Earlier this month, in an attempt to escape the heat wave afflicting Washington DC, I sought refuge on a bus awkwardly packed with well-dressed commuters. Almost all of the commuters were looking down, their palms glued to their gadgets, and their thumbs tapping into their virtual realities. I thought to myself: If only they would unplug themselves for a few minutes, pay attention to their immediate surroundings, and make room for more commuters entering the bus. What if there was an app for bus drivers to communicate with plugged-in commuters to move to the back of the bus?

Imagine a society in which citizens are as obsessed with their public spaces as they are with their smart phones. Instead of spending the five-minute bus ride going through friends’ Instagram uploads, commuters are checking the latest fundraising updates on the city’s bike-share system. Rather than liking someone’s photo on Facebook, commuters are donating $5 to a neighborhood association-backed project that renovates the sidewalks. In Kansas City, the online start-up Neighbor.ly is trying to turn this idea into a reality.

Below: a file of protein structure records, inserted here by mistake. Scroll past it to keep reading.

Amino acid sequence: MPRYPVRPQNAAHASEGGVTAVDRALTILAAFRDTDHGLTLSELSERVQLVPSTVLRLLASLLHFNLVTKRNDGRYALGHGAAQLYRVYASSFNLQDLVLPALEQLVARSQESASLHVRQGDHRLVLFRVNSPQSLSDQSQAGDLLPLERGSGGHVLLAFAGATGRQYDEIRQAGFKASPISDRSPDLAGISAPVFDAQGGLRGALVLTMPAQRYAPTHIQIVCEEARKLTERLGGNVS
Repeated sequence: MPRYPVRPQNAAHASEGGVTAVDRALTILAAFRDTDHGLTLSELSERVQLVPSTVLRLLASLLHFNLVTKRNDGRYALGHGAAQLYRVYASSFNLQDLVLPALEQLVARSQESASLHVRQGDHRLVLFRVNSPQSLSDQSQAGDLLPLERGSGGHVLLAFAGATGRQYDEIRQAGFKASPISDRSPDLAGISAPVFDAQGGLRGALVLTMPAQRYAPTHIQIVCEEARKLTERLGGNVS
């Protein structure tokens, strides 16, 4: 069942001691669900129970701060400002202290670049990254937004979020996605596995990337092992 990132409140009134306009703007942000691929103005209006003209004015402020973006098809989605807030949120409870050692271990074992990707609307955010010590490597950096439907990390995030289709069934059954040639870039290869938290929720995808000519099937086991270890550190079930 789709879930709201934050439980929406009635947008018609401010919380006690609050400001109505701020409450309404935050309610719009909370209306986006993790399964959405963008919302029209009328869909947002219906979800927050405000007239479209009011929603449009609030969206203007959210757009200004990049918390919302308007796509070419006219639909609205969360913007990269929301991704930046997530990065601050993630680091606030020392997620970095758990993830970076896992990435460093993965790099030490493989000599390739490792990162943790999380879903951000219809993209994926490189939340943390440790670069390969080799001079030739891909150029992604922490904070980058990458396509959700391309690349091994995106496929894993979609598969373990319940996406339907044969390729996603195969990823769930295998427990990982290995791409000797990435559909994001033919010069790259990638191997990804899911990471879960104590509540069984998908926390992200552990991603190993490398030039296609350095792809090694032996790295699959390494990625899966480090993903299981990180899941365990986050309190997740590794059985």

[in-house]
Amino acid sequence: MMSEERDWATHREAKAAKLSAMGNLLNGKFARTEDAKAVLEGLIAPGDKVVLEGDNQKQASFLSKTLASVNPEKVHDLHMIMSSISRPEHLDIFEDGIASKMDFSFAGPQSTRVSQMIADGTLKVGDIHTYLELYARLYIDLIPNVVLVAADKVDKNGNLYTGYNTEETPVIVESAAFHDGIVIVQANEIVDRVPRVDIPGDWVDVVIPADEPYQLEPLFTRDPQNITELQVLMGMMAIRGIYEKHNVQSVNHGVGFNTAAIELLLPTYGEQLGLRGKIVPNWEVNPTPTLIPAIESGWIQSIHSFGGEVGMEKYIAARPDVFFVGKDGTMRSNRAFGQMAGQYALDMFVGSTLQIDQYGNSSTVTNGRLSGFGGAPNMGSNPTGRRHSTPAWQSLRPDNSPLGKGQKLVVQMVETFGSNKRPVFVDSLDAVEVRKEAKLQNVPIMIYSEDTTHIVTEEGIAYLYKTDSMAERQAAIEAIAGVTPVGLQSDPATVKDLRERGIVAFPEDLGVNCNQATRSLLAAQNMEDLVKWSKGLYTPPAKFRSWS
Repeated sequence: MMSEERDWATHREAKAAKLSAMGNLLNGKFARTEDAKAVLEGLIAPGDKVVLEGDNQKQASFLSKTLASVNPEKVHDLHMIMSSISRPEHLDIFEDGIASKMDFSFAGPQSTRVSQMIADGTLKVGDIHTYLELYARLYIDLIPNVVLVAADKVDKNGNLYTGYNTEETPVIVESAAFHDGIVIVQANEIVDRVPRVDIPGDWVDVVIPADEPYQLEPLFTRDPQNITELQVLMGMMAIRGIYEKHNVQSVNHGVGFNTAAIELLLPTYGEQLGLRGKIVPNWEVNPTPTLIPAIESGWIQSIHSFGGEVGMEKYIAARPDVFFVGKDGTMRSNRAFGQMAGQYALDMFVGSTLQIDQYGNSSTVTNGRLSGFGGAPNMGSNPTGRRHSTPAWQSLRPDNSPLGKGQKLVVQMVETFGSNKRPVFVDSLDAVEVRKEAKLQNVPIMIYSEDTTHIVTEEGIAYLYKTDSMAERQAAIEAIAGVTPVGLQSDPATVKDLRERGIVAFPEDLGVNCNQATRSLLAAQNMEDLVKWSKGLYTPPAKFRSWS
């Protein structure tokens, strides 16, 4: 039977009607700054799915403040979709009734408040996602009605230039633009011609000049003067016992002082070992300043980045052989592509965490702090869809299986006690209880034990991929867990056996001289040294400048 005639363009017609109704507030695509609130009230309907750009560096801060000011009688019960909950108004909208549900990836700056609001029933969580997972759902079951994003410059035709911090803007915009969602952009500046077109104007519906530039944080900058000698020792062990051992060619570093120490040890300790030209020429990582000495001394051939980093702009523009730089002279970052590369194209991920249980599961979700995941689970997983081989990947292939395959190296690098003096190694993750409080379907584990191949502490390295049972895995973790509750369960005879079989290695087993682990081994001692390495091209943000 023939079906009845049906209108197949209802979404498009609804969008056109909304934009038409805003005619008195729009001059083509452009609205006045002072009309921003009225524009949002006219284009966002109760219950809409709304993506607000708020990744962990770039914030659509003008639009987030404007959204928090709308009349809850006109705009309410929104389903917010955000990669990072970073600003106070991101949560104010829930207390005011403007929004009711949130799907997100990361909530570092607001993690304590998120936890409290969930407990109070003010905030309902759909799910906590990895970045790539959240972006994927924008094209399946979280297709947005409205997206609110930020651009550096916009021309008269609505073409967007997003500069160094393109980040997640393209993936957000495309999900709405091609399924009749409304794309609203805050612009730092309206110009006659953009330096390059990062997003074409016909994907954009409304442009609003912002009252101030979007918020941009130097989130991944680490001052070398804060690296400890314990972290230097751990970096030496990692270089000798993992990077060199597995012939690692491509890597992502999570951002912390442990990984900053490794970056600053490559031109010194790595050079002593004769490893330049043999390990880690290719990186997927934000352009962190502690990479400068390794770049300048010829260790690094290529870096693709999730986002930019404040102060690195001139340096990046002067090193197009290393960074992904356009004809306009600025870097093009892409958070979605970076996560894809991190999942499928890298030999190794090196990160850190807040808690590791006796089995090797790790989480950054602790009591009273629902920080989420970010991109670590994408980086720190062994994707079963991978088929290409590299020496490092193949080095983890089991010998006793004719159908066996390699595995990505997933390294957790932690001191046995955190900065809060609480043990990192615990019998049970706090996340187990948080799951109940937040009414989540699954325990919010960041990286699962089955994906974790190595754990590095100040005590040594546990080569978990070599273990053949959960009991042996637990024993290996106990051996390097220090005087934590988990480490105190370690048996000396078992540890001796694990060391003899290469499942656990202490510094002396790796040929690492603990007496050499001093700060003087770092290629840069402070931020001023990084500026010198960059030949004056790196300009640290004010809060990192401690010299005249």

Neighbor.ly is a website that employs the business model known as crowdfunding – pooling money from the public – to obtain financial support for civic projects. Kickstarter and Indiegogo first popularized the idea by allowing musicians, engineers, designers, and artists to solicit money from the public for their creative works.

On Neighbor.ly, local governments and non-profit organizations have solicited tax deductible donations to build a playground, a website to help entrepreneurs navigate the application process to start new businesses, and a free Wi-Fi network for low-income houses. Donors’ credit cards will be charged only when the fundraising goal has been reached before the end of the campaign. In return for backing a project, the donors get small perks like free T-shirts and commemorative posters.

Civic crowdfunding is an innovative way to use technology to increase the efficiency, capacity, transparency, and accountability of governance. By engaging civic-minded individuals, websites like Neighbor.ly and Citizinvestor offer governments a helping hand from the people: money, expertise, and creative energy. They also allow the public to take ownership of civic projects and monitor the progress and delivery of local officials’ promises.